Wednesday, August 01, 2007

4, 3

4. We all seek to fill some intangible lack in our lives.

The sheer amount of spiritual material initially shocked me when I began to work at Borders. I remember taking the store tour and seeing, in order, "General Metaphysics," "Magic," and the section that contained so much weird material we could only call it "Other Divination." In my naivety, I laughed at this seemingly insulting label.

I laugh no longer because this is dead serious.

People search for something out there. What it is, I do not know. What they hope it will do for them, I do not know. Borders introduced me to Positive Thinking, "The Secret," and "The Law of Attraction," all of which say the exact same thing but have somehow marketed themselves to individual riches. I discovered that people really do believe in magic, and not Merlin from "Sword and the Stone" magic, but magic that openly claims the names of Satan and the Anti-Christ. Wicca flourishes. A co-worker of mine sports a pro-Druid bumper sticker on his car. The Self-Help section has taught me a new term: "New Age."

Here I thought our only options were Christianity, Islam, Judaism, and Atheism.

And this only confines our search to that which we label "spiritual." Nevermind the role sports, pets, computers, kids, cars, marijuana play in our search for meaning.

What really fascinates me is the lack of "rational logic" which much of these ideologies can claim. "The Secret" sold millions and millions of copies on the idea that one can create one's own reality simply by thinking about it. Magic has always existed in the realm of childhood, Halloween, and fairy tales. Even the idea of placing sports as the sun around which one's universe orbits seems logically asinine.

I understand the cynic's claim that Christianity lacks reason. We do claim, among other things, that a man came back to life from the dead. From a worldly standpoint, I will not argue how foolish the Gospel may appear. What strikes me is how foolish most of our soul searches really are. Perhaps Christians and much of the world do not play on such different intellectual playing fields as the cynic may like to claim.

If these books sit on the self, they must sell. 'Tis the rule of capitalistic success. The presence of all of this diverse array of spiritual material provides strong evidence for some sort of existential lack in the lives of the public. We must be looking for something with the kind of money we spend here. Quite honestly, we must be jumping around from idea to idea in order for it all to find the success which it has.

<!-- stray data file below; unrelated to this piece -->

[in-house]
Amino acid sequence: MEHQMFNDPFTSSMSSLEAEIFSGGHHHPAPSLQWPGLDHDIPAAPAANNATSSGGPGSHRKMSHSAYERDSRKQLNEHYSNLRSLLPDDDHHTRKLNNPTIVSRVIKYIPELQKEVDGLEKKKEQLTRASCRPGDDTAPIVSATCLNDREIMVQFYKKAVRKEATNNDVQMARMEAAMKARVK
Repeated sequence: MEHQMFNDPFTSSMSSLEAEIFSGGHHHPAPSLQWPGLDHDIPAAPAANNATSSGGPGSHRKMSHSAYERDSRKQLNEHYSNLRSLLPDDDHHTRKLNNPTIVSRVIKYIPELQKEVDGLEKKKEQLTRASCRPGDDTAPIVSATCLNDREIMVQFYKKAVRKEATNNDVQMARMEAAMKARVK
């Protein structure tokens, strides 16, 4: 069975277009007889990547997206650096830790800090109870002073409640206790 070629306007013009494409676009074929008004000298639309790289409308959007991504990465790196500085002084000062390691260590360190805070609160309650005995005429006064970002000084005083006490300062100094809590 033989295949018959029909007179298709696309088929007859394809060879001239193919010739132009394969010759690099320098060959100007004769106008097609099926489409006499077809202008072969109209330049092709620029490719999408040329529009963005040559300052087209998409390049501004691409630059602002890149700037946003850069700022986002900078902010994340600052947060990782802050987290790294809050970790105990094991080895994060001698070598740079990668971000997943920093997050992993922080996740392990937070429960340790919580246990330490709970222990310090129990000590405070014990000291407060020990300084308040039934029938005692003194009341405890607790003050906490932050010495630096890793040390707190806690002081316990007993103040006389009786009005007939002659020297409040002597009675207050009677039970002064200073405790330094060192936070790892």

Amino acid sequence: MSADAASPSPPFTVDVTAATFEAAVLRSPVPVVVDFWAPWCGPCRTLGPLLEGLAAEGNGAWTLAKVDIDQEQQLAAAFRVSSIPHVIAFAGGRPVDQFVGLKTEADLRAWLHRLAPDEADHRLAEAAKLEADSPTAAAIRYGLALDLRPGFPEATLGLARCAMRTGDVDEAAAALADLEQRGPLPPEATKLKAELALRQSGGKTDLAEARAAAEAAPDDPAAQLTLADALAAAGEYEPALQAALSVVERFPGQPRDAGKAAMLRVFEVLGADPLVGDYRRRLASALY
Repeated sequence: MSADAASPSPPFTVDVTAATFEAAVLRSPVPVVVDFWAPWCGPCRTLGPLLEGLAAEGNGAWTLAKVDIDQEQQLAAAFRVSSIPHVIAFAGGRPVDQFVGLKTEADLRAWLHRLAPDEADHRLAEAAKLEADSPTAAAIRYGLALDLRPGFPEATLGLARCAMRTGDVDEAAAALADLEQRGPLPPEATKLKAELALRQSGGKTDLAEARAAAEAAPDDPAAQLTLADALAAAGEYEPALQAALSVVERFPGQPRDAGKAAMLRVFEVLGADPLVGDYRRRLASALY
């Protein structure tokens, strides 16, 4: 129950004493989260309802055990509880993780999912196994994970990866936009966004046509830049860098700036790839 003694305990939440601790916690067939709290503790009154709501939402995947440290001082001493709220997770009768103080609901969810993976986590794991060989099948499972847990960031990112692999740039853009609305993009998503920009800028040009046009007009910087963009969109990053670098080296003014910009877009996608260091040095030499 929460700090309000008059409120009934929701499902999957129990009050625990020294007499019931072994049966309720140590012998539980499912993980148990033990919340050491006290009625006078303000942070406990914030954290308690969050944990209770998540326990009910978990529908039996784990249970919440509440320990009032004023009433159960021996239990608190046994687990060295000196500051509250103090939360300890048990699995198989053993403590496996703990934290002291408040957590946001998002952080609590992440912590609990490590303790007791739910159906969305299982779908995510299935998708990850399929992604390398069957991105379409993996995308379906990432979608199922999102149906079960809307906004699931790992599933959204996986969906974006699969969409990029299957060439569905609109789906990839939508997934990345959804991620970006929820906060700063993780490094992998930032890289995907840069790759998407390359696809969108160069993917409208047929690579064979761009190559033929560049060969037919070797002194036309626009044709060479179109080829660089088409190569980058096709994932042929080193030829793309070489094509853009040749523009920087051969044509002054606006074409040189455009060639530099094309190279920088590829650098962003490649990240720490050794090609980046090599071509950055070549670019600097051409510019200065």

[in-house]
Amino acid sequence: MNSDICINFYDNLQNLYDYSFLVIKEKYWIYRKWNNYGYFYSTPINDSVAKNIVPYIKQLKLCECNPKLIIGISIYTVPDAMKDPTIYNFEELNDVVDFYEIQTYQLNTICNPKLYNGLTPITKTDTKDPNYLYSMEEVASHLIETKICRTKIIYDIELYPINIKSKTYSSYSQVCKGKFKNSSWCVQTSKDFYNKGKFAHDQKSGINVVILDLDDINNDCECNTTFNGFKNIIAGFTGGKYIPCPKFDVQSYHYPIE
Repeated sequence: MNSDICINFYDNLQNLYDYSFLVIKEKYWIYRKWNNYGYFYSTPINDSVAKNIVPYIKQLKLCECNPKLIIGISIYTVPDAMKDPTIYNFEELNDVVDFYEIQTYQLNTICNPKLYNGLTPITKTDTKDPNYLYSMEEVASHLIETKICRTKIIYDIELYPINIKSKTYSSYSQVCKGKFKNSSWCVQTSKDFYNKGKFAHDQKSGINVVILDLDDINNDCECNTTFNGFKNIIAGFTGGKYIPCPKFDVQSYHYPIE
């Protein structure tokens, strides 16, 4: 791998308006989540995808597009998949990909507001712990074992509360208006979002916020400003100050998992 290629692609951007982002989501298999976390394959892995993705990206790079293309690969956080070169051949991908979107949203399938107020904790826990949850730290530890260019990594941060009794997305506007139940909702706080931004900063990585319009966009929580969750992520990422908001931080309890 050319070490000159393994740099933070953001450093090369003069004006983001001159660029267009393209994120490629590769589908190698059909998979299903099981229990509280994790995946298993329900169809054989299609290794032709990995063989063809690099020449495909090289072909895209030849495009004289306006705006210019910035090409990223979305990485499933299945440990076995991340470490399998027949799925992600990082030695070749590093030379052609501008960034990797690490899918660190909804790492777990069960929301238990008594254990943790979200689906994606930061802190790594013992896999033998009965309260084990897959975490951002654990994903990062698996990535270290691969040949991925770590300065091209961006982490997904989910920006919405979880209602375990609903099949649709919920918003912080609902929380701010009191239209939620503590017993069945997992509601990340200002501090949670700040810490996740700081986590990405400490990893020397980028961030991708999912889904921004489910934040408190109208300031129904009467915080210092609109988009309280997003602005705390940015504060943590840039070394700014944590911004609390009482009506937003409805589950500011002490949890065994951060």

Rick Warren sold millions. The Secret sold millions. They say not the same thing.

I have read it quoted that a God-shaped hole exists in the heart of every person. If I learned one thing from my work environment, it was this: that some kind of hole inhabits that intangible called heart. In this post, I shan't be so bold as to offer a hypothesis as to the hole's shape. I will only attest to its existence for which the mere presence of Borders provides evidence.

We all seek to fill some intangible lack in our lives.


3. Death dominates this world.

Our response to death has captured the greatest of minds. Shakespeare said to have kids. Marvell said to have sex. Donne said to simply ignore the tolling bell.

If one thinks on life at all, one must think on death.

The lover of cliche will say that life guarantees nothing but death and taxes. A glib line for certain, but one which may hold more truth than we acknowledge if we delve into it.

Now you might ask, "Humphries, you just learned this this year? Where have you been? What have you been looking at?"

Indeed, I had family, friends, and (sometimes harder) peers die in middle school, high school, and college. Death is nothing new. What surprised me was its frequency and the world's response to it.

This year death hit fast, often, and rather viciously. Early in my year, the father of a co-worker passed away. Then the infant child of my roomate's boss died in her sleep. Earlier this year, my college friend Jason Ray died in a freak automobile accident. Just last week, Wake Forest basketball coach Skip Prosser died suddenly of a massive heart attack. And the list goes on. . . .

What horrified me even more than the actual deaths was the different response I found these deaths met with. Let me provide a contrasting example. A student passed away my senior year of college from a three story fall out a dorm window. The university shut down in the days following this tragedy. Death isn't supposed to happen at college, we said. He was too young, the campus lamented. Why, why, why, the halls echoed.

Death is not supposed to happen in college. It is supposed to happen beyond it.

This year my co-worker's father passes away. She is devastated. We console her, send cards, and. . . . get back to work. You see, in this post-college life, death, like the shit that it is, happens. People die. If we were close to the person, we grieve while the rest of the world shrugs its shoulders and says:

"That's life."

Nothing could be farther from the truth. Death is the opposite of the life in every manner conceivable. To say of death, "that's life" is a lie of the grandest and most tragic order. But this is how we respond. Death is inevitable, and there is nothing we can do about it but submit when it's our time. Death dominates.

I have become convinced that this knowledge of Brad Phillis's "certainty of the uncertain" grounds all that troubles us in this world. The reality of our own death is certain, and I believe no one, no one, can fully ignore this whether they realize it or not. I have become convinced that how we respond to this reality - whether we ignore it, submit to it, run from it, hide from it, or otherwise - determines how we live our lives.

Death does dominate this world. But it does not reign. . . .

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